Block on Trump's Asylum Ban Upheld by Supreme Court
The death penalty is alive but not doing so well at the California Supreme Court.
While voting to affirm a death penalty decision in The People v. Potts, two justices of the state supreme court distanced themselves from the majority of the court in a recent case. They called the capital punishment process an "expensive and dysfunctional system."
That's not the same as saying the death penalty is wrong, but it was a clear message that the death penalty is in trouble in California.
Reuters called the dissent an "unusual denunciation." Justices Goodwin Liu and Mariano-Florentino Cuellar said their critique had nothing to do with the "morality or constitutionality of the death penalty." They expressed sympathy for the victims and families in the case. It involved the hatch-stabbing murders of an elderly couple in Hanford, California. Thomas Potts was condemned in 1998. The state supreme court decided the case two weeks after the governor declared a moratorium on executions.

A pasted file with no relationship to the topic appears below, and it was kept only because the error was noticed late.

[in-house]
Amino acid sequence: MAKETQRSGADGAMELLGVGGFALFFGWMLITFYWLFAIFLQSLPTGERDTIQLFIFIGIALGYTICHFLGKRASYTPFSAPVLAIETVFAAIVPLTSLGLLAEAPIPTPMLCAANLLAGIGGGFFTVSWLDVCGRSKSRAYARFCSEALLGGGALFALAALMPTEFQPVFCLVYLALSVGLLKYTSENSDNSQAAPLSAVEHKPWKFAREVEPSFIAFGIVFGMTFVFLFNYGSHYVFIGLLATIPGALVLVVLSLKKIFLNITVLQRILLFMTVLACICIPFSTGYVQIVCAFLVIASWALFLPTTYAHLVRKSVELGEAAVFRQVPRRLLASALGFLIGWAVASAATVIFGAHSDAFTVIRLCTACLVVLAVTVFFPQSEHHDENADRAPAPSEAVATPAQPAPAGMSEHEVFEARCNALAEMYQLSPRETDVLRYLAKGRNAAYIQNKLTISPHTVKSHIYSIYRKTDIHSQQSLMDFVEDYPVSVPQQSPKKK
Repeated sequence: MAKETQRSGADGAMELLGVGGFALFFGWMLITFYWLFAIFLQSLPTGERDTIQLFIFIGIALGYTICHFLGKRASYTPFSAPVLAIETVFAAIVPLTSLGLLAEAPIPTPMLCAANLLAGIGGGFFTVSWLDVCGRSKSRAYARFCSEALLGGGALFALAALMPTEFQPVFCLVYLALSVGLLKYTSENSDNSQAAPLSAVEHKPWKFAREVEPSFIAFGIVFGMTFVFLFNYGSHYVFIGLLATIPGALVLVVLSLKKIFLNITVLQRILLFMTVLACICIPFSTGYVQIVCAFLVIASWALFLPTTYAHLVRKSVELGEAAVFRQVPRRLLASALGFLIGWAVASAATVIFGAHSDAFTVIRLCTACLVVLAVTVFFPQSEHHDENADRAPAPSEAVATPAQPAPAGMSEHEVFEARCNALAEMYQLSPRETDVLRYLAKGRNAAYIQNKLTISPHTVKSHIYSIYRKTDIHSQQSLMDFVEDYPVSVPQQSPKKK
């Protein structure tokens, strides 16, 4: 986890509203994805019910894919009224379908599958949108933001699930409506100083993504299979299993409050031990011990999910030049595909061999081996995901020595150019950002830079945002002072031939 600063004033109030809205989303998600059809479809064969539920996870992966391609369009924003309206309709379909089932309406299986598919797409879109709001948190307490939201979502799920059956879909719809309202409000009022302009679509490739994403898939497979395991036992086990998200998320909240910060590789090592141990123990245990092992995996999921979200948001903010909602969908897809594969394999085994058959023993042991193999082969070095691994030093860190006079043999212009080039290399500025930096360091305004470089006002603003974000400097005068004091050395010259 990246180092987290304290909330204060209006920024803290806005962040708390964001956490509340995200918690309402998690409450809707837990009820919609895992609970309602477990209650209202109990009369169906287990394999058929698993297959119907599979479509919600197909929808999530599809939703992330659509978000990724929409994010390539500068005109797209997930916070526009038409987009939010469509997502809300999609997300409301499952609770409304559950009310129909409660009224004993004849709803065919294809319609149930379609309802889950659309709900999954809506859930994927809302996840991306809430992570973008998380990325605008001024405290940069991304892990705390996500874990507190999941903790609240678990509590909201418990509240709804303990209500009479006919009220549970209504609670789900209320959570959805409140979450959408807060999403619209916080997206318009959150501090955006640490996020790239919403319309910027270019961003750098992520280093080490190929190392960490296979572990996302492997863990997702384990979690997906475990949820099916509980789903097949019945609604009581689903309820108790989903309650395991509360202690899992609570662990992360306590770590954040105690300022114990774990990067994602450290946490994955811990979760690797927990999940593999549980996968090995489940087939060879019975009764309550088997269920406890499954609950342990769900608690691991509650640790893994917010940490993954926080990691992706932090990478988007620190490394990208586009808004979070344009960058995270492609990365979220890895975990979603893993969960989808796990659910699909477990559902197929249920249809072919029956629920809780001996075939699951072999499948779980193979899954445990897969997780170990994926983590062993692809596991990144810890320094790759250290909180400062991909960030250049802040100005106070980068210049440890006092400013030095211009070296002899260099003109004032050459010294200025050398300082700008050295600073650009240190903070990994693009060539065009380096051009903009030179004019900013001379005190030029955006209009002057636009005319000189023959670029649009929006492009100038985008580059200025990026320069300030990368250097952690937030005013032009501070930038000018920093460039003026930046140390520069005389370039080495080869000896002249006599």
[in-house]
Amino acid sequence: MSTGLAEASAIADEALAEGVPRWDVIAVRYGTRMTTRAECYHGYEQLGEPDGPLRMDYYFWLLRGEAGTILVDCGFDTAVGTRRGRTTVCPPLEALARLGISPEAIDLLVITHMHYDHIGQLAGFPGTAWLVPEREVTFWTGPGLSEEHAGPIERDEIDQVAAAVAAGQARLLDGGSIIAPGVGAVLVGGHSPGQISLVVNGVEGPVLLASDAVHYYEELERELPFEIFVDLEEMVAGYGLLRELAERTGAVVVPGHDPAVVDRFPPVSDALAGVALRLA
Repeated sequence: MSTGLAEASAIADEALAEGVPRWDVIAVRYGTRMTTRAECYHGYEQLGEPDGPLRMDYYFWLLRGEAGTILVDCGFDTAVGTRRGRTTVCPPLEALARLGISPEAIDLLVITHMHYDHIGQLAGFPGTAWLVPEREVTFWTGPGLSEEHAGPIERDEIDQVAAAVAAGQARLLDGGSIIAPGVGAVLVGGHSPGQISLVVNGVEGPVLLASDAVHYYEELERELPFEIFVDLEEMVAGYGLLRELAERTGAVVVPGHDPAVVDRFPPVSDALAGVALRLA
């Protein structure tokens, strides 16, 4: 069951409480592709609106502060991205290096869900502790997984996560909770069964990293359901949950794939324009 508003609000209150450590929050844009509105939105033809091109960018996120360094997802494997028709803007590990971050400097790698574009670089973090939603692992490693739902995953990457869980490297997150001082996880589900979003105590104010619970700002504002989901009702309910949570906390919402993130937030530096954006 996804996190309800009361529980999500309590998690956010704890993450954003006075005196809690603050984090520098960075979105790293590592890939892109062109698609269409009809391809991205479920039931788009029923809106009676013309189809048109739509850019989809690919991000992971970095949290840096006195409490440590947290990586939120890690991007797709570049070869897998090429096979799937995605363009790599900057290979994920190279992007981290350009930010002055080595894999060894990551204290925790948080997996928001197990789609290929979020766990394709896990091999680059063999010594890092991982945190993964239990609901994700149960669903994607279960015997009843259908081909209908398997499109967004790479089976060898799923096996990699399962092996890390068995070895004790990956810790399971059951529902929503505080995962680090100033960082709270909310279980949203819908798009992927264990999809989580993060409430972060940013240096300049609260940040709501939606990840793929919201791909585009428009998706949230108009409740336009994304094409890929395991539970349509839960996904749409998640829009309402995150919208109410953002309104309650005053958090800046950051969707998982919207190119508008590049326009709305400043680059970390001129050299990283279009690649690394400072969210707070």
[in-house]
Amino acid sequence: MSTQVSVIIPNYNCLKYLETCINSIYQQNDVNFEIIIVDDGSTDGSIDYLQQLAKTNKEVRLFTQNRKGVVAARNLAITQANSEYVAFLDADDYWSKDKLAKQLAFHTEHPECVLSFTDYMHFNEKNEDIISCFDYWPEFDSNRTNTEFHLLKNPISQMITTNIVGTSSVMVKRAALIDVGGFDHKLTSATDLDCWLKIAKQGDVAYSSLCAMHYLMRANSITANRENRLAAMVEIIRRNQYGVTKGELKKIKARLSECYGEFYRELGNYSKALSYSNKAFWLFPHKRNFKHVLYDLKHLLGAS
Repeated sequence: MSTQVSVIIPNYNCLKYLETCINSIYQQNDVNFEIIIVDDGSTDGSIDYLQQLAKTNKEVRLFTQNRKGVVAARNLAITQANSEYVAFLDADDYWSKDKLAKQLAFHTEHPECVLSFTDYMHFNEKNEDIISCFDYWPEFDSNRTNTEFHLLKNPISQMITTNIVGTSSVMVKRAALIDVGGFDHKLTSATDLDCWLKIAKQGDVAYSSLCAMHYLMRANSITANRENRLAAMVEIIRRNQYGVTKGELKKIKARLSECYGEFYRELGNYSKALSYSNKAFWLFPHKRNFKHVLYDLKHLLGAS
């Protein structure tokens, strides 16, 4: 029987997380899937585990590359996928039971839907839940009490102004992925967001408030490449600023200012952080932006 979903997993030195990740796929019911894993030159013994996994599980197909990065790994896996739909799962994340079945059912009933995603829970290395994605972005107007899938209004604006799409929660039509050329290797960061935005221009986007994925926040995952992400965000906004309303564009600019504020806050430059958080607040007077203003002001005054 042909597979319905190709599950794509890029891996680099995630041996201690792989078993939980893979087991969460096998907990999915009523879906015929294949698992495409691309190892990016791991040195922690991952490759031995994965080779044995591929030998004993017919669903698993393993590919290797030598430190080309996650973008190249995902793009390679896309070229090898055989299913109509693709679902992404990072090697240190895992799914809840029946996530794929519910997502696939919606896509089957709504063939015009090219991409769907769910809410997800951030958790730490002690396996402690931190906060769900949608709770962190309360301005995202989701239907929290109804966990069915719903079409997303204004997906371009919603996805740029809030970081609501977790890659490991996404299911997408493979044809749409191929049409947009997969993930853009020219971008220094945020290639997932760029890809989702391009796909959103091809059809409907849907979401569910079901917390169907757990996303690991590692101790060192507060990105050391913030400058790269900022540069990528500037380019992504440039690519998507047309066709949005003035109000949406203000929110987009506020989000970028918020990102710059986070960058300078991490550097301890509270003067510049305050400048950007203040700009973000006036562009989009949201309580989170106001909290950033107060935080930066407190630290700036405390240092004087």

"Now, 21 years later, we affirm the judgment on direct appeal, but there is more litigation to come in the form of habeas corpus petitions in state and federal courts," the concurring justices wrote. They said there are "serious challenges" in the system. "As a result, California's death penalty is an expensive and dysfunctional system that does not deliver justice or closure in a timely manner, if at all," the justices said.
California voters passed a ballot measure in 2016 to quicken the death penalty process, but it hasn't worked. Liu and Cuellar blamed it on a lack of resources and reforms. However, they promised to uphold death penalty sentences "when the law requires." Gov. Gavin Newsom said he has concerns about the 737 inmates on death row. California, which last executed a prisoner in 2006, has the largest population of death row inmates in the United States. Many of them, Newsom said, may be innocent. His conscience was a major factor in his decision to halt the executions, he said.
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